We provide a breakdown of the essential items necessary to form the perfect home bar.
The home bar has once again become a key feature within our homes. Does this stem from our love for the Art Deco period of the 20s and 30s, or is it a reaction to London’s cocktail scene over the last decade? Either way, having an area where you can prepare the perfect Negroni or Vesper Martini is now expected.
The setting of the bar can vary, based on the space you have available and your budget. We present the 3 main options:
a) The Cabinet:
From David Linley’s extraordinary Tectonic Bar (winner of last years Masterpiece show) to Francis Sultana’s Deliana drink cabinet, this option is very much in vogue. Although this is the most expensive option, selected with the right amount of care this may prove to be a good investment.
We like this one from Amy Somerville:
b) The Drinks Trolley:
A throw back to the Mad Men era, the drinks trolley is a great way to inject some character and personality into a room. Our preference here would be for antique or mid century. A traditional brass and glass trolley (see below via Soane) would complement most rooms; whilst the more contemporary timber and brass cart by Jorge Zalsupin (via Espasso) provides more of a statement.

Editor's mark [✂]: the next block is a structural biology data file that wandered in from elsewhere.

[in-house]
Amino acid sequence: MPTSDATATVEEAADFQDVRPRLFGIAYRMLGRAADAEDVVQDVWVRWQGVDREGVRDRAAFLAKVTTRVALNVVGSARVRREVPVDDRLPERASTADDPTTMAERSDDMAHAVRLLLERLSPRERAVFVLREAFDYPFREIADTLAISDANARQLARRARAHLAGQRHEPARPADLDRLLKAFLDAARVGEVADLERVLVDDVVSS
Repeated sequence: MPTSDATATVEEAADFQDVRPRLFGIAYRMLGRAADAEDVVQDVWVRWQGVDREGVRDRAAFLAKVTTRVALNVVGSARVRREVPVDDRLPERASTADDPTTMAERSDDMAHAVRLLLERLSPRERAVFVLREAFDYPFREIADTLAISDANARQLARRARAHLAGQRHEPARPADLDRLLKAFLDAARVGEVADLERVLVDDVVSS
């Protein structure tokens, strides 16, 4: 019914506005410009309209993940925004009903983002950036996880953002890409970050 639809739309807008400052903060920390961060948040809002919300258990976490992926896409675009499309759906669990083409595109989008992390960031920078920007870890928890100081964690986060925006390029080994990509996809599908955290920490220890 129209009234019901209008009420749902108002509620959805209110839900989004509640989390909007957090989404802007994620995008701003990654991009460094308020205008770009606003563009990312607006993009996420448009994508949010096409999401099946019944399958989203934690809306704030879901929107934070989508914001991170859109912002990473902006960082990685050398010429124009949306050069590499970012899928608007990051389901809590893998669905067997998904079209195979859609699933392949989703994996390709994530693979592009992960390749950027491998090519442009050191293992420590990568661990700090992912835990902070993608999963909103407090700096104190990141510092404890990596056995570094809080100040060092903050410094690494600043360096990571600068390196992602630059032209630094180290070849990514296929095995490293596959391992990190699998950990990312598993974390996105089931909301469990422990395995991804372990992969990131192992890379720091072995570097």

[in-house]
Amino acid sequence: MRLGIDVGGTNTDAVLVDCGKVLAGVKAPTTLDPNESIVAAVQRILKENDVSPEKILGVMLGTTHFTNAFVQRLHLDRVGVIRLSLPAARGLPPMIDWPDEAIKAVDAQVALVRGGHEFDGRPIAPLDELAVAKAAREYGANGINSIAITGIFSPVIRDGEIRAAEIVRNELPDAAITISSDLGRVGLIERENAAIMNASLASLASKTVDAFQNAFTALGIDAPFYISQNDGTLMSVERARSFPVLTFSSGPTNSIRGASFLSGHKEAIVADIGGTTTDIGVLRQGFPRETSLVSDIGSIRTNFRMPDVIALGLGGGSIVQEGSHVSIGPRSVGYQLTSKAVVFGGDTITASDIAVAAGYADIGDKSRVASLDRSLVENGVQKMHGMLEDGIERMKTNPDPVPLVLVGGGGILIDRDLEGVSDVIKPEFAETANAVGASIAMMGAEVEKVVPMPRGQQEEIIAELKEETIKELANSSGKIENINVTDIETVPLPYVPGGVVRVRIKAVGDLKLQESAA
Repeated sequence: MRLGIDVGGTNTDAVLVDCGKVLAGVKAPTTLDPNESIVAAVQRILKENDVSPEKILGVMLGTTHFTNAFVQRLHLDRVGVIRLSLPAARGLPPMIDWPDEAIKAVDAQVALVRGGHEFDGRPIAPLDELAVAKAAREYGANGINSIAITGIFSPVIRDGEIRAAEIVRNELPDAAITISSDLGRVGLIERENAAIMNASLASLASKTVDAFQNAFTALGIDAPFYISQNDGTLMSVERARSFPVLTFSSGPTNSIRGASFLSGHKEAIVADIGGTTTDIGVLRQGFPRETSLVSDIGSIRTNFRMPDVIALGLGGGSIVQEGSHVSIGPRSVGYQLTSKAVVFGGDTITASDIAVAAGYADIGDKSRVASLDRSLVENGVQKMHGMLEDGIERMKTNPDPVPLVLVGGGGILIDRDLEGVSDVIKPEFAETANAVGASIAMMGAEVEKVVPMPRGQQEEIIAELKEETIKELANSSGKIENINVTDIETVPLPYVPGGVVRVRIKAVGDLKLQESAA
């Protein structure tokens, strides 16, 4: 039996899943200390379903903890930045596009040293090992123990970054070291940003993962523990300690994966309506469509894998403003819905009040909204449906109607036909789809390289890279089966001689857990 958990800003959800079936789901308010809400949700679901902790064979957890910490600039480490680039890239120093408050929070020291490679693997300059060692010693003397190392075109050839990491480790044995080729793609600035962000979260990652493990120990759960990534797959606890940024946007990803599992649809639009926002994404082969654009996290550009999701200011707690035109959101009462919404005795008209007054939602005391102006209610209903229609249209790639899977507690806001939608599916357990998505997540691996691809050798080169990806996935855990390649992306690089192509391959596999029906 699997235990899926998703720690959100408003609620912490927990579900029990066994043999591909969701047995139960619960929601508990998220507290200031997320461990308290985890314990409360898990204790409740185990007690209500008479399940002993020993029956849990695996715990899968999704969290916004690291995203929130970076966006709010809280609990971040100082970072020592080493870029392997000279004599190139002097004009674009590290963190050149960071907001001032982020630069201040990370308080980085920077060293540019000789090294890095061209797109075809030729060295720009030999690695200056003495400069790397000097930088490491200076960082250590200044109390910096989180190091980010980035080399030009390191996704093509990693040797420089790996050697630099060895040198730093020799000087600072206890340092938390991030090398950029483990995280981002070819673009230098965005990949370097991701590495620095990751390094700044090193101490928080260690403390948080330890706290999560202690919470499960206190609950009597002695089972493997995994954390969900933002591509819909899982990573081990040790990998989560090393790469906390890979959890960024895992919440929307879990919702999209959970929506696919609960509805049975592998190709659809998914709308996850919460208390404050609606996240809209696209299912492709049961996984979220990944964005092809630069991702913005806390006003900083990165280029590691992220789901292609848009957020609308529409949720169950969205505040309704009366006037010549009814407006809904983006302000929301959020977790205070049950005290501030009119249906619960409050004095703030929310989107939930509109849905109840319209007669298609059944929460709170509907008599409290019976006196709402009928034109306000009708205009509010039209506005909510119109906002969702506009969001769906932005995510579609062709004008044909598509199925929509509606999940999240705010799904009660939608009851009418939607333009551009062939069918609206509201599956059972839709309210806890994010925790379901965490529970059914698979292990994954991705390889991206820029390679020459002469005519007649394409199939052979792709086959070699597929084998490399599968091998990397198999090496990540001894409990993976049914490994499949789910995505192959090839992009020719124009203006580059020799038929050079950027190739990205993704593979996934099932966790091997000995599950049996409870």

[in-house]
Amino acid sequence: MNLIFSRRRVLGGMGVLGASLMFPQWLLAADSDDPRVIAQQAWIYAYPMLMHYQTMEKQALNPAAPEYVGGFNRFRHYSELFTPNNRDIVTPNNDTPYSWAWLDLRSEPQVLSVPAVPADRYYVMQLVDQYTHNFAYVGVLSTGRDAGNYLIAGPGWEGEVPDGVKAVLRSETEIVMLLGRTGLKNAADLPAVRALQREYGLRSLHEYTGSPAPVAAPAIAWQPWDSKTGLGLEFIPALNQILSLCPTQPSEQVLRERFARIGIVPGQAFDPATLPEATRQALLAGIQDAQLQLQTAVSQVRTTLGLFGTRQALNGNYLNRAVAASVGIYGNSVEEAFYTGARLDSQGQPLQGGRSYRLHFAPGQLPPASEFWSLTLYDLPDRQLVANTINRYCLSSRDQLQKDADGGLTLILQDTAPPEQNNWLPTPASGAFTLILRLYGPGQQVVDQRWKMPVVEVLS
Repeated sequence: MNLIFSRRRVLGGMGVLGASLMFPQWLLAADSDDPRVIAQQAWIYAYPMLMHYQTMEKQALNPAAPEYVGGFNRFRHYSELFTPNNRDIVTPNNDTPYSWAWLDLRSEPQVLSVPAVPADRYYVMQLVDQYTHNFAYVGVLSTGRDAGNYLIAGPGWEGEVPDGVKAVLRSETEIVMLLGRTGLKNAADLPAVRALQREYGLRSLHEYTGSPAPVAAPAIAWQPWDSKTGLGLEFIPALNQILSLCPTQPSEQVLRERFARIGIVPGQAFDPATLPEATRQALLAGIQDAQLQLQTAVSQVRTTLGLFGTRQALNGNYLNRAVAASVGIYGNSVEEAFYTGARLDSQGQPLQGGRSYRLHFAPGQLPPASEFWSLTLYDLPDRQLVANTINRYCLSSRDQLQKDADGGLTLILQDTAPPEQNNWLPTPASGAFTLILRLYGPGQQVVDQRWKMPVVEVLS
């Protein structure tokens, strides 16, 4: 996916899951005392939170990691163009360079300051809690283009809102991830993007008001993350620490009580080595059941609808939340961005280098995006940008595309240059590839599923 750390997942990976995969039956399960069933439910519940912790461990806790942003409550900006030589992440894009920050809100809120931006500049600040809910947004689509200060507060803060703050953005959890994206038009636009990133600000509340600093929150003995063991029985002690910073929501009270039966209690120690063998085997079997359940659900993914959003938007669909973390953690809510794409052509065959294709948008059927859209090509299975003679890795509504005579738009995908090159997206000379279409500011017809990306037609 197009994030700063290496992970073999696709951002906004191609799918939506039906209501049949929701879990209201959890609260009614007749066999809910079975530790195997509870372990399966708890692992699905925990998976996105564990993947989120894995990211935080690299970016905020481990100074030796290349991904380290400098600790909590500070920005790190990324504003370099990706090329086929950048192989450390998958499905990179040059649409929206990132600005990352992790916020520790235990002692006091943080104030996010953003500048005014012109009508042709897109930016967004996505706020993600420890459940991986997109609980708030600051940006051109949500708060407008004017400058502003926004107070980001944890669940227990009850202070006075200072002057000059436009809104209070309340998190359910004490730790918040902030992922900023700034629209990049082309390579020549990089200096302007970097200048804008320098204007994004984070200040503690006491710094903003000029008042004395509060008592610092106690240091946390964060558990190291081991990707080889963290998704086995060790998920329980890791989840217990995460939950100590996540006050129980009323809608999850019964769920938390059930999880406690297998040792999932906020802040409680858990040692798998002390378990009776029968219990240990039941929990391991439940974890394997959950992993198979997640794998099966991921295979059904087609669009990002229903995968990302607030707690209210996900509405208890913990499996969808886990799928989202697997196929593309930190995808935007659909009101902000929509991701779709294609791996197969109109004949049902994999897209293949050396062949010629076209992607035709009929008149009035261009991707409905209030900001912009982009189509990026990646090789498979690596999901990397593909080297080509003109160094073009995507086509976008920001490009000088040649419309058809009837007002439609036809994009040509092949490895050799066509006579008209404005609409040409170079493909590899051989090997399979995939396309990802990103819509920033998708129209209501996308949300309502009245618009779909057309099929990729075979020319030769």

c) The Tray:
If you are lacking in space, a flat surface and a carefully chosen tray can still provide the organised setting needed for your bar area. The choice of tray should be not overly detailed – so as not to distract from the overall look. A dark tray in leather (Linley) is a sophisticated choice. For the more adventurous, this antique metal tray (like this one from 1st Dibs) will give you a conversation starting centrepiece.
THE ESSENTIAL TOOLS:
The following items are integral to a well stocked bar:
The device used to actually mix the drink and the centre piece to the tools. These can be quite different from one to the next, so invest in one that really stands out. We prefer them in brass, but stainless steel works just as well.
The best option here is the hawthorn strainer as it is designed to fit with its mixing counterpart. As these two elements work together, you must ensure that the material match.
Usually decorative and elegant, this device is essentially a long handled spoon. Its length ensures that it reaches the bottom of the a large jug or tumbler so that the cocktail can be directly mixed or layered.
This is the tool used for measuring. Usually presented as 2 cones – one to measure full shots and the other some a fraction or multiple.
The last of the essential tools. This is used for any cocktail that requires crushing or mashing of herbs or fruits.
This is crucially important to overall experience you are presenting your guests. This can vary, but usually extends to a decanter, tumblers, high balls and martini (stem). You will require only a couple of decanters, but for the glassware you will need between 6 to 8 of each type. These tumblers by Normann Copenhagen (via Skandium) are a stylish option. This decanter with leather and brass detailing by Simon Hasan (via Discover&Deliver), would also make a great starting point.